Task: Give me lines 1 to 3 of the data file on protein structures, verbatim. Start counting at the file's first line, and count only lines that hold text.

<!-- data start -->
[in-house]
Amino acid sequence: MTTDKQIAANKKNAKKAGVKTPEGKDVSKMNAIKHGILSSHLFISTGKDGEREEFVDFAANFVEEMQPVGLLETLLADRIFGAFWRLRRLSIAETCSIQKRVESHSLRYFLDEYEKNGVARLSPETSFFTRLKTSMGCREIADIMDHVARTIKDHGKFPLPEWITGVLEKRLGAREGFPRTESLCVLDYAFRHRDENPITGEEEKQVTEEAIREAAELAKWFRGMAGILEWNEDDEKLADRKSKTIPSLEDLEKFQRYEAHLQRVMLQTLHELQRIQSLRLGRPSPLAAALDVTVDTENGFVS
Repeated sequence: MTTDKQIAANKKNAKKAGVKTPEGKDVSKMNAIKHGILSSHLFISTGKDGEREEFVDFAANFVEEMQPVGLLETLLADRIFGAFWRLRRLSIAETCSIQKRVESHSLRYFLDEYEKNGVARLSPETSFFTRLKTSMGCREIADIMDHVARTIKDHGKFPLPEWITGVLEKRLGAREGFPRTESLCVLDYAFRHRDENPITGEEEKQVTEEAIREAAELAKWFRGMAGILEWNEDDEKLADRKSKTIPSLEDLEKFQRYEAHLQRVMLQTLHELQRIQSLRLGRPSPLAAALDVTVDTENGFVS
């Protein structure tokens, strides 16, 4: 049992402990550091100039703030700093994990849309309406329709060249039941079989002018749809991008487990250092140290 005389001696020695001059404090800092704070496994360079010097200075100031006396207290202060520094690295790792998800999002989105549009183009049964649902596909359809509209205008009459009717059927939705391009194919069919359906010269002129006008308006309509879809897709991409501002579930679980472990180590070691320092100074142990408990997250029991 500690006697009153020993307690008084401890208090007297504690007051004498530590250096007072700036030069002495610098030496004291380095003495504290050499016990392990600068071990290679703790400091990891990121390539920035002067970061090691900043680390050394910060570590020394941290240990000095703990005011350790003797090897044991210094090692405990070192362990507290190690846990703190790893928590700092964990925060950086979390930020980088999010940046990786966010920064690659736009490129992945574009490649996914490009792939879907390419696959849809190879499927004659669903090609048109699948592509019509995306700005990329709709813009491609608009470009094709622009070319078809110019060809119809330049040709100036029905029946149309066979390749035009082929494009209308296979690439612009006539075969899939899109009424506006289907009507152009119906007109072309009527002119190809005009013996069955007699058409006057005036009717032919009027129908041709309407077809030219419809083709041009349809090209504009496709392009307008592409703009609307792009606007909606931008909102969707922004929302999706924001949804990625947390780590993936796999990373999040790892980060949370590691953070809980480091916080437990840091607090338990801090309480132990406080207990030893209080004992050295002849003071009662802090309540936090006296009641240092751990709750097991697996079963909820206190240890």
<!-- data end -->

[in-house]
Amino acid sequence: MTTDKQIAANKKNAKKAGVKTPEGKDVSKMNAIKHGILSSHLFISTGKDGEREEFVDFAANFVEEMQPVGLLETLLADRIFGAFWRLRRLSIAETCSIQKRVESHSLRYFLDEYEKNGVARLSPETSFFTRLKTSMGCREIADIMDHVARTIKDHGKFPLPEWITGVLEKRLGAREGFPRTESLCVLDYAFRHRDENPITGEEEKQVTEEAIREAAELAKWFRGMAGILEWNEDDEKLADRKSKTIPSLEDLEKFQRYEAHLQRVMLQTLHELQRIQSLRLGRPSPLAAALDVTVDTENGFVS
Repeated sequence: MTTDKQIAANKKNAKKAGVKTPEGKDVSKMNAIKHGILSSHLFISTGKDGEREEFVDFAANFVEEMQPVGLLETLLADRIFGAFWRLRRLSIAETCSIQKRVESHSLRYFLDEYEKNGVARLSPETSFFTRLKTSMGCREIADIMDHVARTIKDHGKFPLPEWITGVLEKRLGAREGFPRTESLCVLDYAFRHRDENPITGEEEKQVTEEAIREAAELAKWFRGMAGILEWNEDDEKLADRKSKTIPSLEDLEKFQRYEAHLQRVMLQTLHELQRIQSLRLGRPSPLAAALDVTVDTENGFVS